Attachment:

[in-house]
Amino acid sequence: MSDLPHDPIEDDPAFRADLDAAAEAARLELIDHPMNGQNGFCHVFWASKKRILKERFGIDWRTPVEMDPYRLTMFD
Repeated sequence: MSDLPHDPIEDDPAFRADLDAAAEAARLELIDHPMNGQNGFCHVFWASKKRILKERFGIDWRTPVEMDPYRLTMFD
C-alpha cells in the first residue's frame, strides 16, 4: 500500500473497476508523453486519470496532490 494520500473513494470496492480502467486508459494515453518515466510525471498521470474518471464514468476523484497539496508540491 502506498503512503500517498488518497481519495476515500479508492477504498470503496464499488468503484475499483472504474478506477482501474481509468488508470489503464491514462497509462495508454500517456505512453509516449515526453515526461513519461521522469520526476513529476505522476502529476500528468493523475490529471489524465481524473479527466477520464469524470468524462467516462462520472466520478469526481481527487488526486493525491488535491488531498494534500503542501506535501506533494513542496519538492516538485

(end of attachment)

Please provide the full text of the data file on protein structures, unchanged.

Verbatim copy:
[in-house]
Amino acid sequence: MSDLPHDPIEDDPAFRADLDAAAEAARLELIDHPMNGQNGFCHVFWASKKRILKERFGIDWRTPVEMDPYRLTMFD
Repeated sequence: MSDLPHDPIEDDPAFRADLDAAAEAARLELIDHPMNGQNGFCHVFWASKKRILKERFGIDWRTPVEMDPYRLTMFD
C-alpha cells in the first residue's frame, strides 16, 4: 500500500473497476508523453486519470496532490 494520500473513494470496492480502467486508459494515453518515466510525471498521470474518471464514468476523484497539496508540491 502506498503512503500517498488518497481519495476515500479508492477504498470503496464499488468503484475499483472504474478506477482501474481509468488508470489503464491514462497509462495508454500517456505512453509516449515526453515526461513519461521522469520526476513529476505522476502529476500528468493523475490529471489524465481524473479527466477520464469524470468524462467516462462520472466520478469526481481527487488526486493525491488535491488531498494534500503542501506535501506533494513542496519538492516538485